Written by nevalalee

March 23, 2018 at 10:19 am

The end of applause

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On July 8, 1962, at a performance of Bach’s The Art of Fugue, the pianist Glenn Gould asked his audience not to applaud at the end. Most of his listeners complied, although the request clearly made them uneasy. A few months earlier, Gould had published an essay, “Let’s Ban Applause!”, in which he presented the case against the convention. (I owe my discovery of this piece to an excellent episode of my wife’s podcast, Rework, which you should check out if you haven’t done so already.) Gould wrote:

I have come to the conclusion, most seriously, that the most efficacious step which could be taken in our culture today would be the gradual but total elimination of audience response…I believe that the justification of art is the internal combustion it ignites in the hearts of men and not its shallow, externalized, public manifestations. The purpose of art is not the release of a momentary ejection of adrenaline but is, rather, the gradual, lifelong construction of a state of wonder and serenity.

Later that year, Gould expanded on his position in an interview with The Globe and Mail. When asked why he disliked applause, he replied:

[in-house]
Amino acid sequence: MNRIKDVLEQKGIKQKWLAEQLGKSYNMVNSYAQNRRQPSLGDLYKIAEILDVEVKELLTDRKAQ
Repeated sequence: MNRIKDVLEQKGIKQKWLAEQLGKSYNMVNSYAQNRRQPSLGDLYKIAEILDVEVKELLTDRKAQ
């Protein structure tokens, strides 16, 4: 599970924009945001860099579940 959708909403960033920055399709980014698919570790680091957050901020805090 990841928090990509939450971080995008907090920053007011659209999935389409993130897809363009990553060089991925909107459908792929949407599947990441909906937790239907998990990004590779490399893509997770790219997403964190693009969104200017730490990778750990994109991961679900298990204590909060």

I am rebellious about the institution of the concert—of the mob, which sits in judgment. Some artists seem to place too much reliance on the sweaty mass response of the moment. If we must have a public response at all, I feel it should be much less savage than it is today…Applause tells me nothing. Like any other artist, I can always pull off a few musical tricks at the end of a performance and the decibel count will automatically go up ten points.

The last line is the one that interests me the most. Gould, I think, was skeptical of applause largely because it reminded him of his own worst instincts as a performer—the part that would fall back on a few technical tricks to milk a more enthusiastic response from his audience in the moment. The funny thing about social media, of course, is that it places all of us in this position. If you’ve spent any time on Twitter or Facebook, you know that some messages will generate an enthusiastic response from followers, while others will go over like a lead balloon, and we quickly learn to intuitively sense the difference. Even if it isn’t conscious, it quietly affects the content that we decide to put out there in the world, as well as the opinions and the sides of ourselves that we reveal to others. And while this might seem like a small matter, it had a real impact on our politics, which became increasingly driven by ideas that thrived in certain corners of the social marketplace, where they inspired the “momentary ejection of adrenaline” that Gould decried. Last month, Antonio García Martínez, a former Facebook employee, wrote on Wired of the logistics of the site’s ad auction system:

During the run-up to the election, the Trump and Clinton campaigns bid ruthlessly for the same online real estate in front of the same swing-state voters. But because Trump used provocative content to stoke social media buzz, and he was better able to drive likes, comments, and shares than Clinton, his bids received a boost from Facebook’s click model, effectively winning him more media for less money. In essence, Clinton was paying Manhattan prices for the square footage on your smartphone’s screen, while Trump was paying Detroit prices.